Happier times, at least for some.
I recently started thinking about the 1964-65 World’s Fair held in the Flushing, Queens section of New York City. The World’s Fair was a showcase of technologies and lifestyles intended to show an optimistic future. It arose from the great expositions of the 19th century and continues on to this day. Expo 2020, unfortunately, did not happen but is currently scheduled in the Middle East for 2021. But for me and many others, the ’64-’65 World’s Fair represents something different and special.
An optimistic America driven by business
This was the day of Mad Men, of the Space Race and of DuPont’s “Better Living through Chemistry.” The early 1960s were a time of optimism, and although the country had absorbed a great shock in November 1963, by the summer of 1964 things were feeling quite optimistic.
Think of the World’s Fair as a precursor to Disney’s Epcot Center. It featured pavilions from all over the world hosted by people from those host countries. For one price you could walk around the fairground and feel like you’d traveled the world. This particular fair was heavily sponsored by large American businesses like AT&T and General Motors, a departure from earlier fairs.
A little history
In the early 20th century, the area of Queens at the northwest tip of Long Island was known as the Corona Ash Dumps. Remember that coal powered the city of New York at that time, and a massive amount of ash was created. All that ash was trucked to one site and dumped, creating a landscape almost moon-like. If you read The Great Gatsby in school, or saw the movie from a few years back, you can see a recreation of this area.
The park which eventually became the World’s Fairgrounds was created to host the 1939 World’s Fair, which was also seen as a monument to an optimistic future. Like the later fair, its organizers were gleefully unaware of the conflict that lie ahead. By the late 1950s, the fairgrounds were largely unused and the City of New York proposed creating an even greater fairgrounds. This area would not only host a large park but also a championship tennis ground and the stadium for the then-new Mets.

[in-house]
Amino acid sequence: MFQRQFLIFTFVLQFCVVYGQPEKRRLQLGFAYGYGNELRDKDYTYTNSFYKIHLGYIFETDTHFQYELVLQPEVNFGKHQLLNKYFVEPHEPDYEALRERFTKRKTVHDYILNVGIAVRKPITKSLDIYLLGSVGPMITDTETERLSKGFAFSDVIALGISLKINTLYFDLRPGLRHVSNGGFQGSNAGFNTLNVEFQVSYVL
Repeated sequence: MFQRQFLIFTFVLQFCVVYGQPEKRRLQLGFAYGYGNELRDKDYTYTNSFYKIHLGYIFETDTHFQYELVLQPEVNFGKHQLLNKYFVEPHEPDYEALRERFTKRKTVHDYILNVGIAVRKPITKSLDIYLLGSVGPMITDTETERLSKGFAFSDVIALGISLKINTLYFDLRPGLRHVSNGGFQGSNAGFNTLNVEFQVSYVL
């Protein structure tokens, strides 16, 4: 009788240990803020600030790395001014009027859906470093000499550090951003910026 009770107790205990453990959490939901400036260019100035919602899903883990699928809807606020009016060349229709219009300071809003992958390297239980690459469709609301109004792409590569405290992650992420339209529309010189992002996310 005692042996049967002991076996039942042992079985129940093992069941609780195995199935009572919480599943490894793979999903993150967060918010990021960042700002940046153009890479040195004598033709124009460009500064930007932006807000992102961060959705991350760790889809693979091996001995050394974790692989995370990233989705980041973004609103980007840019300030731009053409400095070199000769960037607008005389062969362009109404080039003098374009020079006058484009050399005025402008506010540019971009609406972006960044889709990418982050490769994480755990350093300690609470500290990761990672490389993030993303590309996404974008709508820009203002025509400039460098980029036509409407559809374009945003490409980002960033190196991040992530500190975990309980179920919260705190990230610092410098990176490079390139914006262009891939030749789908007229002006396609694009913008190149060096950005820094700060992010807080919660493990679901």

If you’re a fan of mid-century architecture, you would swoon at what the fairgrounds looked like back then. The GM pavilion shown above was just one of the gorgeous buildings on display. Here’s another grouping of them:
This was the world that many Americans believed we deserved to live in, back then. Perhaps the most enduring monument to the fair was a giant globe known as the Unisphere. It is one of the few structures still standing in the park that is in good condition. You may remember it from the opening of The King of Queens. Shea Stadium is at upper left.
The most interesting demonstration
Perhaps the most interesting thing to see at the fair was at the Bell System/AT&T pavilion. AT&T showed its PicturePhone service. PicturePhone used a tiny black and white screen to give people video calling. Here’s a closer look.
They actually did roll out this service to people but it was ridiculously expensive. Still it set the stage for Skype, FaceTime, and eventually Zoom.
A moving record of the fair
There are a number of films of the fairground as it looked back then available online. Here’s one of my favorites:
In it you can see the Bell System pavilion, with peoplemover technology created by Disney.
The fairgrounds today
The World’s Fair site is still around in Flushing Meadows, New York, but it doesn’t look as good as it did in 1964. Shea Stadium was demolished to make room for Citi Field, a much larger and less disgusting ballpark. [Trust me kids, I was at Shea in the 1970s and never have I been in a smellier building.] The Unisphere still stands but most of the other buildings have been removed. The few that exist are largely in disrepair. The sole exception is the Queens Museum, which had originally been a skating rink during the 1939 fair and was repurposed into a panorama of New York City during the 1964 fair. It was featured briefly in an episode of Mr. Robot.
The tennis grounds adjacent to the World’s Fair site, now known as the USTA Billie Jean King National Tennis Center, have been spared from decay and actually upgraded. They’re now home to the US Open Grand Slam.
It seems that history didn’t quite turn out like the World’s Fair organizers hoped, but there’s still a lot of fun to be had in immersing yourself in the way things were, as they said in the sixties, for “one brief shining moment.” The reality of life in the past may not match up to our dewy memories of it, but as long as we’re aware of that there’s no harm in a little indulgence.